When some engineers — even good (but not great) ones — encounter technical debt, their reaction may be “I can do better”. That is, “Oh, this is terrible, I can’t possibly work with code like this, I’ll rewrite this part of the system, and then I can get around to what I came here to do.” Rewriting or refactoring debt away may be the right decision, but this statement contains unspoken assumptions that better code is more important than new features or bug fixes for users. This is where the paradox of living with technical debt first shows itself: living with technical debt does not mean accepting it, but it also doesn’t mean fixing it. Right now. The business, the organization, has to make decisions about what’s most important. (Engineers need input into those decisions, and the business needs to respect that input, or the best engineers will go elsewhere, where their input will be respected.) It’s up to the business to decide “can we go dark for n days/weeks/months.” Sometimes the answer may be yes, and we’re free to improve the code with abandon. I think that’s a rare situation. More often the answer is “no”, so we need to live with the debt and develop strategies for improving it (more on that later).

Another reaction that I think is all too common is “I guess one more won’t hurt”. That is, “Well, we’re stupid is these five places, what’s one more?” Living with technical debt does not mean you continue to incur it. If anything, it’s essential to stop running up the tab. This requires rigor and strength of will, not just on the part of the engineer working on the code, but on her peers. The team needs to decide that incurring additional debt is not acceptable: you can maintain or you can improve, but you can’t backslide. The danger of “one more won’t hurt” is that the problem spreads: you build new features that repeat past mistakes, instead of providing a model for future work.

Finally, sometimes we look at code and think, “I can’t go on”. I find that those are the time it’s helpful to step away from a project, take a break, come back after a good night’s sleep. You don’t always have that luxury, but feelings of despair rarely coincide with my best work. I’ve observed that indulging in the first two ways of thinking — “I can do better” and “One more won’t hurt” — often leads to the final one — “I can’t go on”. “One more won’t hurt” just digs a deeper and deeper hole, until you can’t see your way out, and “I can do better” often leaves you with a piece of “perfect” code that doesn’t quite fit into the rest of the system, leaving you to shims and scotch tape, the very things you started out trying to avoid.

In “Good to Great”, Jim Collins writes about characteristics that separate good companies from great ones. One of the principles he identifies is “Confront the brutal facts, but never lose faith.” In other words, it does no good to pretend that your code (company in his case) is something that it isn’t. Collins talks about meeting Admiral Stockdale, and asking him, “Who didn’t make it out?” “Oh, that’s easy — the optimists.” Stockdale explains that the optimists were routinely disappointed, and eventually lost faith. “I can’t go on.” Collins quotes Stockdale as saying, “You must never confuse faith that you will prevail in the end — which you can never afford to lose — with the discipline to confront the most brutal facts of your current reality, whatever they might be.” Technical debt may be a far cry from Stockdale’s situation, but the principle holds as the heart of truly living with technical debt: we must confront things as they are, not as we wish they were. And we must believe that we can make things better, that we know where we’re going.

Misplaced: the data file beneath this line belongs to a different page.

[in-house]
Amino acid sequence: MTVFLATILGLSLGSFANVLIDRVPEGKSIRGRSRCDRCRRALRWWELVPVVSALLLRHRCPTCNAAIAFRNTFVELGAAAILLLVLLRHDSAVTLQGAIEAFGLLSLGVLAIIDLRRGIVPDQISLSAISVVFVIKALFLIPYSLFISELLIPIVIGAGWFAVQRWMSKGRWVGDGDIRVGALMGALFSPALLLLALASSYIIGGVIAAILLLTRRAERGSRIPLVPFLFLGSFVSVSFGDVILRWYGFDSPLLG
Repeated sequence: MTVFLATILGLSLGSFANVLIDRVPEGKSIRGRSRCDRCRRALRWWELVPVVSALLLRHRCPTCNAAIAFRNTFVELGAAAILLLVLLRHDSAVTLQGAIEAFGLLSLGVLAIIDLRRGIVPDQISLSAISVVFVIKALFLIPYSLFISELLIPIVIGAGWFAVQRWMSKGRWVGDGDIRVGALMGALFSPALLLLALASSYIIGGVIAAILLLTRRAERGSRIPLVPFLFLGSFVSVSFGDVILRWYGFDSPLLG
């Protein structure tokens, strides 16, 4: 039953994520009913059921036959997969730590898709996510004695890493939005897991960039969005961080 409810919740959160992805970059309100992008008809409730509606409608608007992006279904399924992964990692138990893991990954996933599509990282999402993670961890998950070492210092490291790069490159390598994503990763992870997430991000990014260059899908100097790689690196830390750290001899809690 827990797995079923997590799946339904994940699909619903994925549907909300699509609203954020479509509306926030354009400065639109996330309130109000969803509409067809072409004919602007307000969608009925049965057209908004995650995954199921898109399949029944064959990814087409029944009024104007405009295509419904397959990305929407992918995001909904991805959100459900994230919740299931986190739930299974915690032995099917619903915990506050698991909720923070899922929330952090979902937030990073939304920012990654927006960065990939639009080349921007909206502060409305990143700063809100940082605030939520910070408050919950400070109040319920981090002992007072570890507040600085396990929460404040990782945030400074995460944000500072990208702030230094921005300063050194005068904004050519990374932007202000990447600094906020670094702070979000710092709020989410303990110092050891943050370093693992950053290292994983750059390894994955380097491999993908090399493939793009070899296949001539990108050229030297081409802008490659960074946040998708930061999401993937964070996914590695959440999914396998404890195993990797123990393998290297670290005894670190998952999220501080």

date:2012-05-15 21:32:00
category:engineering, process, talks

Living With Technical Debt, Part One

I’m speaking at Velocity next month on “Living with Technical Debt”. Like any mature codebase, our software at Eventbrite has technical debt. Like any project with rapidly shifting priorities, the code we built at Creative Commons had technical debt. It’s only in the last year or so that I’ve really come to see that and start to think about how one navigates technical debt. So there are a lot of ideas floating around in my head about what I want to talk about. This post (probably the first of several) is me trying to get those ideas out of my head and into text, so I can go about organizing my talk. Not everything in here is going to make it into the final talk, and I expect that whatever does will be re-organized and re-synthesized.

I don’t think it’s unreasonable to start with what I mean by “technical debt”. “Technical Debt” is a euphemism, usually trotted out when we’re talking about something we don’t like about software or systems. I say “don’t like” as if the label is undeserved: it’s not always clear when someone says “technical debt” if they’re talking about code that’s obviously difficult to work with, or just makes a different set of choices than they would have made. One definition I’ve been thinking about is this: technical debt is some aspect of your system that increases the cognitive overhead of understanding, improving, and maintaining it. It’s possible there should be a clause added about “for the majority of developers”, too: I know there’s code I’ve written that absolutely minimizes cognitive overhead for me, but the things I’m used to, idiomatic Nathan, makes it harder for someone else to come and fix a bug or add functionality.